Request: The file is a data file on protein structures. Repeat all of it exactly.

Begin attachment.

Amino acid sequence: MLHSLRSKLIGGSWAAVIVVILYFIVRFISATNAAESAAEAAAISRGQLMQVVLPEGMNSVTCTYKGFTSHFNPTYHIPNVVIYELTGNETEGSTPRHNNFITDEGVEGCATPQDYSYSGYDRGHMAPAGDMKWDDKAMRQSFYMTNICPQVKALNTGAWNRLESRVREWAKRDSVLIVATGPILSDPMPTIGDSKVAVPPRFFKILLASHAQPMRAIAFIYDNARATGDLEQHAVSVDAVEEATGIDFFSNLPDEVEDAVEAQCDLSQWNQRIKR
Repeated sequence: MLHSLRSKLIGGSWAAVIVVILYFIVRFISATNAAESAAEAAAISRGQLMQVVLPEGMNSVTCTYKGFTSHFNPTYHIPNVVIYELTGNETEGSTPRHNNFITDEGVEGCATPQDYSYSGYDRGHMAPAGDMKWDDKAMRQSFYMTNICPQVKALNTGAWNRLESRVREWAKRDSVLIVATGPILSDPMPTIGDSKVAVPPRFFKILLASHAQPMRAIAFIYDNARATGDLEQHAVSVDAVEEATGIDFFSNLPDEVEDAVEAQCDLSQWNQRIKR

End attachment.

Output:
Amino acid sequence: MLHSLRSKLIGGSWAAVIVVILYFIVRFISATNAAESAAEAAAISRGQLMQVVLPEGMNSVTCTYKGFTSHFNPTYHIPNVVIYELTGNETEGSTPRHNNFITDEGVEGCATPQDYSYSGYDRGHMAPAGDMKWDDKAMRQSFYMTNICPQVKALNTGAWNRLESRVREWAKRDSVLIVATGPILSDPMPTIGDSKVAVPPRFFKILLASHAQPMRAIAFIYDNARATGDLEQHAVSVDAVEEATGIDFFSNLPDEVEDAVEAQCDLSQWNQRIKR
Repeated sequence: MLHSLRSKLIGGSWAAVIVVILYFIVRFISATNAAESAAEAAAISRGQLMQVVLPEGMNSVTCTYKGFTSHFNPTYHIPNVVIYELTGNETEGSTPRHNNFITDEGVEGCATPQDYSYSGYDRGHMAPAGDMKWDDKAMRQSFYMTNICPQVKALNTGAWNRLESRVREWAKRDSVLIVATGPILSDPMPTIGDSKVAVPPRFFKILLASHAQPMRAIAFIYDNARATGDLEQHAVSVDAVEEATGIDFFSNLPDEVEDAVEAQCDLSQWNQRIKR